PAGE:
One of my constituents, Ms. Bethany Harris from Millarville, Alberta, won with the selection of her painting “Going Deeper”, depicting a moose in its natural habitat. Ms. Harris is an inspiration to all youth passionate about art and Canada's wildlife.

I would like to offer my most heartfelt congratulations on her great accomplishment.

Passports
Statements by Members

December 14th, 2010 / 2 p.m.

Liberal

Alexandra Mendes Brossard—La Prairie, QC

Mr. Speaker, I am very pleased to announce today that Passport Canada and Service Canada have entered into an agreement whereby they will provide passport services on the Montreal south shore. I promised that I would not stop fighting until the people in my riding received these long-awaited services. Finally, beginning on January 31, they will be able to submit a passport application without having to cross one of the bridges.

For over two years, I have been urging the Minister of Foreign Affairs to offer passport services to the people living on the south shore of Montreal. My motion, M-276, was adopted in the House in May 2009. I wrote 19 letters to the minister and sent him hundreds of postcards signed by constituents requesting a passport office.

As the only Liberal MP in the Montérégie region, I am very proud to have achieved my electoral promise to provide all residents with this valuable federal service that they have been requesting for so long.

The Liberal Party of Canada, through its members of Parliament, ensures citizens are duly represented and works relentlessly and efficiently for them in Ottawa. Even in opposition, I was able to work with the Minister of Foreign Affairs, whom I thank, to make this promise a reality.

Peace River
Statements by Members

2:05 p.m.

Conservative

Chris Warkentin Peace River, AB

Mr. Speaker, as we approach the Christmas season, I am again reminded of the honour that it is to represent the people of the Peace country.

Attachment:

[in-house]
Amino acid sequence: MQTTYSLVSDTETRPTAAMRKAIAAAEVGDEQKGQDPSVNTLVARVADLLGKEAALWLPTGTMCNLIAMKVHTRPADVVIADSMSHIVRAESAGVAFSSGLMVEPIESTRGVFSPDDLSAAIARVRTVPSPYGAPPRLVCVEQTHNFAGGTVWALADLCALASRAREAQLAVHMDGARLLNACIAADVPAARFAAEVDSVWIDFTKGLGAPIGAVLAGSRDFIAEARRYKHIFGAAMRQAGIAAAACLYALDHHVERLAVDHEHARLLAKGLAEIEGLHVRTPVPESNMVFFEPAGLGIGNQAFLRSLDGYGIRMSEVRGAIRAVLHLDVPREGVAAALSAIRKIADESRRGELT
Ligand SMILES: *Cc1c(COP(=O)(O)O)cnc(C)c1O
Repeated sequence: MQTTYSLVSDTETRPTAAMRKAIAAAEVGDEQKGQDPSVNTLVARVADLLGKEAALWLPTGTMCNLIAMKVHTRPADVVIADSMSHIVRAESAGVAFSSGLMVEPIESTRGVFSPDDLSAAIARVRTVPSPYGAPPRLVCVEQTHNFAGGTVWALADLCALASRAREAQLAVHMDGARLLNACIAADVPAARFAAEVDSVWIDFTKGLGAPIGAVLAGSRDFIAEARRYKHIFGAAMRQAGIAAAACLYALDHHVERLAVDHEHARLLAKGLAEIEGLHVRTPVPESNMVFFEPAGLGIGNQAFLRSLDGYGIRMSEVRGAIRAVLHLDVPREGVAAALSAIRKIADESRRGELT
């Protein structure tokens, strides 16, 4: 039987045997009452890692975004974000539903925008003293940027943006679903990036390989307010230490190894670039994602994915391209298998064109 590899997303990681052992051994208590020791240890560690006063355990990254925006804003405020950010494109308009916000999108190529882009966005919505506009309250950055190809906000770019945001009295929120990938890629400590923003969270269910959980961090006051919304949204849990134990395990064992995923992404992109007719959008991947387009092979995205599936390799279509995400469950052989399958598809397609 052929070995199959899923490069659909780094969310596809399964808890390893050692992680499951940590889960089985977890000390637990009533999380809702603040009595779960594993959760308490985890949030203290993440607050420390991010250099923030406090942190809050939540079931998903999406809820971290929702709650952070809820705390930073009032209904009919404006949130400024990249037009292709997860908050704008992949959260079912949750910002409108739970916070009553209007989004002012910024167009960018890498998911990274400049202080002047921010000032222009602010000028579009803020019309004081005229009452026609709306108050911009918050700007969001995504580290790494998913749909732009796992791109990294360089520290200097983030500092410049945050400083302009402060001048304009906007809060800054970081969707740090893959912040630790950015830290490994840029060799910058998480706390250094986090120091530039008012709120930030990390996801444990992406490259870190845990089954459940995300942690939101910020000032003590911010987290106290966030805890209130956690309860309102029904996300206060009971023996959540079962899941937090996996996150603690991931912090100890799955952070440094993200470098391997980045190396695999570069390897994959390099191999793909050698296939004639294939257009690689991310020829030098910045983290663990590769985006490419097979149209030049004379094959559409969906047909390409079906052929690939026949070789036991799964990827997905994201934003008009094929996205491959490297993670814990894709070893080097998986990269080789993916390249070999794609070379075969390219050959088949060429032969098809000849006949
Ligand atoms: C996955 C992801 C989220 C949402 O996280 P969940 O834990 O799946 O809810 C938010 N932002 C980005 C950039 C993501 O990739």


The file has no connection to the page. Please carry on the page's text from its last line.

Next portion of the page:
For many families in the Peace region, the past year has been a difficult one. Many local farm families have experienced difficulty in the wake of another year of drought and other families have struggled through the uncertainty of employment and reduced incomes.

In spite of these struggles, I am pleased to see the care and compassion that these same families have demonstrated in supporting other families that are less fortunate. Through charities such as the Salvation Army, the Aboriginal Friendship Centres, the local food banks and the countless local churches, residents are working to ensure that families of all forms share the joy, the peace and the love of the season.

On behalf of myself, my wife, Michelle, and our daughters, Abigail and Cobi, we want to thank everyone who is giving back this season. I also want to take the opportunity to wish each of my constituents a happy new year and a blessed Christmas.

Gateways
Statements by Members

2:05 p.m.

Bloc

Luc Malo Verchères—Les Patriotes, QC

Mr. Speaker, in response to a question asked by the hon. member for Montmorency—Charlevoix—Haute-Côte-Nord, the Minister of Transport, Infrastructure and Communities said that to help Quebec, we need to build a bridge in Ontario. That is outrageous. The numbers disclosed by my colleague with regard to the gateways and border crossings fund are clear: out of a $2.1 billion envelope, only $10 million has been allocated to Quebec. That does not include the $1 billion already allocated to the Asia-Pacific gateway. Quebec is getting swindled, and the Conservative ministers from Quebec are complicit.

They should instead be adhering to the principle whereby Quebec's development hinges on structural investments in Quebec. A number of projects, including increasing the number of containers coming through the port of Montreal, depend on the will of the government to grant Quebec its share of the gateway development envelope. It is a matter of fairness and creating wealth for today and tomorrow.